Verbal Evidence of Task-related Strategies in EFL
Children and Adult Interactions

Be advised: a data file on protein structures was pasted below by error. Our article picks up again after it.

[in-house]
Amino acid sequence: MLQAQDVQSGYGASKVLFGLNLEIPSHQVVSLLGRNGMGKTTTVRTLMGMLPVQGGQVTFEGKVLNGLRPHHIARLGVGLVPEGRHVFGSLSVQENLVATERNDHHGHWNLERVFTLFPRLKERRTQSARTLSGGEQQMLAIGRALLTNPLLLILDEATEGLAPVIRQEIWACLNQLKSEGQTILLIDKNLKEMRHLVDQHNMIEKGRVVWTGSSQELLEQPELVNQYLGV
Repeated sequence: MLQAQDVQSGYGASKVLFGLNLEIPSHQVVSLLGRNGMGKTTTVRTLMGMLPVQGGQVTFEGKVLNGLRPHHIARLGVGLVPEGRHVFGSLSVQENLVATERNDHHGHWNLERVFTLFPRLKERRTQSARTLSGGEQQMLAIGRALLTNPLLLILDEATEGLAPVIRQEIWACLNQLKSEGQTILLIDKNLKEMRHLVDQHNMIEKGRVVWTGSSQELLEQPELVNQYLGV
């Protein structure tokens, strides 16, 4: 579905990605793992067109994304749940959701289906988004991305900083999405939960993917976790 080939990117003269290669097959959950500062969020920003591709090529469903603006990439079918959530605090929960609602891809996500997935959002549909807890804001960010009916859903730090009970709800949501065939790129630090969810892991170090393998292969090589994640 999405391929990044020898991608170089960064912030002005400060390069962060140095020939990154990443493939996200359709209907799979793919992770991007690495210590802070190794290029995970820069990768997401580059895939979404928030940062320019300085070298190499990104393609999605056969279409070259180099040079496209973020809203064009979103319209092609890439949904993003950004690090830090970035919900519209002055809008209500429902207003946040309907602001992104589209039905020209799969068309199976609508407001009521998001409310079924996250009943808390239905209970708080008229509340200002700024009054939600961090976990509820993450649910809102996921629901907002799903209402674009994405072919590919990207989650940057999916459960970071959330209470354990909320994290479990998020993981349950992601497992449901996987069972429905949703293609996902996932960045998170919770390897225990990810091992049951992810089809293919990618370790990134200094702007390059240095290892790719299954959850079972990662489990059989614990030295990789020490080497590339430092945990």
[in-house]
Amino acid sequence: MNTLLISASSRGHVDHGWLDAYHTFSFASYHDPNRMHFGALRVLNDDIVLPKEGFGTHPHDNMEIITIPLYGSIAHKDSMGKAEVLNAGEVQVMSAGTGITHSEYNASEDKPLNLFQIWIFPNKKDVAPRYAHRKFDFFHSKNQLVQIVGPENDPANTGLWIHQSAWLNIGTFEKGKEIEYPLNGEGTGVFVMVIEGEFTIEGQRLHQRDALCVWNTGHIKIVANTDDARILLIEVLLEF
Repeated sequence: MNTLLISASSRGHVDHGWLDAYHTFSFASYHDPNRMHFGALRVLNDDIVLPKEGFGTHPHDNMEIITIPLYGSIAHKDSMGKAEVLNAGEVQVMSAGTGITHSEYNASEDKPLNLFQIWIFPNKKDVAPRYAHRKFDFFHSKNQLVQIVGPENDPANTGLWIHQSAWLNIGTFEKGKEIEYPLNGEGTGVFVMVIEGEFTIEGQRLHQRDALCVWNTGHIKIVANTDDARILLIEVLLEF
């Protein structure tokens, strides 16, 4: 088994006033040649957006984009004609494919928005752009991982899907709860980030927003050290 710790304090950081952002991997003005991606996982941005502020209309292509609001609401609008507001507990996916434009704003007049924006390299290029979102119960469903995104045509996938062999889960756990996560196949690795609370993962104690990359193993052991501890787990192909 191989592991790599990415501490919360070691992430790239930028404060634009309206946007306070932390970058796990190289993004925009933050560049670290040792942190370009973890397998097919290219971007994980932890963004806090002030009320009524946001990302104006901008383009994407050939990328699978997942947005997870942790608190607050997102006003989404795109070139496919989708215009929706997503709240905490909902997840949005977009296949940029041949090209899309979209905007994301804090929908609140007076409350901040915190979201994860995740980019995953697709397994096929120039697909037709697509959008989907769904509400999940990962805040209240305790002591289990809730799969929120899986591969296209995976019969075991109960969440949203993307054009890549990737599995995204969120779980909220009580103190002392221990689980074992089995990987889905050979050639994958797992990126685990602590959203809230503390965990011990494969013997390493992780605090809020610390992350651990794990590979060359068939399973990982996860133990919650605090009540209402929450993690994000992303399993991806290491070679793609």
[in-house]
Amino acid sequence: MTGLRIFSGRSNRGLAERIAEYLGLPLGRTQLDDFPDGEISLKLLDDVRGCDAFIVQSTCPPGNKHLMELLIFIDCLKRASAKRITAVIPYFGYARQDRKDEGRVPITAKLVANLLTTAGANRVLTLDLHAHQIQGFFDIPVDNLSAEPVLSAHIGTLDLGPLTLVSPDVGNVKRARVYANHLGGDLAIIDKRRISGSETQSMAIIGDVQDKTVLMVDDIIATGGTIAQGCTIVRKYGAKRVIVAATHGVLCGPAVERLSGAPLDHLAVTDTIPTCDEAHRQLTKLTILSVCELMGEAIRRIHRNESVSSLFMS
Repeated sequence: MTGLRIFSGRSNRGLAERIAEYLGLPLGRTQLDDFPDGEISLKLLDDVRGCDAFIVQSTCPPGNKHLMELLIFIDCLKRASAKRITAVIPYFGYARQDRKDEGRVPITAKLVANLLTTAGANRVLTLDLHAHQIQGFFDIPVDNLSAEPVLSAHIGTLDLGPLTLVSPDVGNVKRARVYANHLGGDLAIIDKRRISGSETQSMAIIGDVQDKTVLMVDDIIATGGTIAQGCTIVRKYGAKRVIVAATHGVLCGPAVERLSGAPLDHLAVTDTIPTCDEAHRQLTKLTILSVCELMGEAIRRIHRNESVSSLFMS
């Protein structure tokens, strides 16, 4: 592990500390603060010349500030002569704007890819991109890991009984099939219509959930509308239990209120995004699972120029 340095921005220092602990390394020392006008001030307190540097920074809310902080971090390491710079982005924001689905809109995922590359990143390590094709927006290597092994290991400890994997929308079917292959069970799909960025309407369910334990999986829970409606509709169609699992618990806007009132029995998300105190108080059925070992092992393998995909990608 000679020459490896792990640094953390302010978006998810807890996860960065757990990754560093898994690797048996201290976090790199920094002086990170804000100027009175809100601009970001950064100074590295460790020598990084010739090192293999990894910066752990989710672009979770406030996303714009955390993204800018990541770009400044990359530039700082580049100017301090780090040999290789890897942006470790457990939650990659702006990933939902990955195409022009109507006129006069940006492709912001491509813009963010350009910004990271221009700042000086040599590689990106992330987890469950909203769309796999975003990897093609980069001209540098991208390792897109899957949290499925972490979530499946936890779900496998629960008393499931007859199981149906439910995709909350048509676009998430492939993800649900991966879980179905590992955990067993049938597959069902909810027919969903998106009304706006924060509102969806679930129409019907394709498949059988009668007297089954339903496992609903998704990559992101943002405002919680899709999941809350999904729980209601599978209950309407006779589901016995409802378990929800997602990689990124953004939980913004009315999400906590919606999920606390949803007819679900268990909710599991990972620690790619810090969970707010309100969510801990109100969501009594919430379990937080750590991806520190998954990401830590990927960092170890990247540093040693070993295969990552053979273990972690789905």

The benefits of task-based interaction in Second Language Learning (SLL) have been made increasingly evident in the literature. However, unlike adult studies, only recently has interaction research on EFL children grown in popularity. Most children-based research has focused primarily on Negotiation of Meaning, while other age-related aspects, including a more comprehensive analysis of how adults and children perform and resolve tasks, remain relatively unexplored. This paper addresses this gap by analysing the similarities and differences in the task-related strategies of twenty children aged 8 and 9 and fourteen adult L1-Spanish EFL learners at low levels of competence in paired interaction. Results provide evidence of clear age-related differences, as adults were more consistent and approached the task in a more predictable and efficient fashion. Findings also point to task repetition as a key factor leading to a more successful performance in both groups, even more markedly in the case of children.
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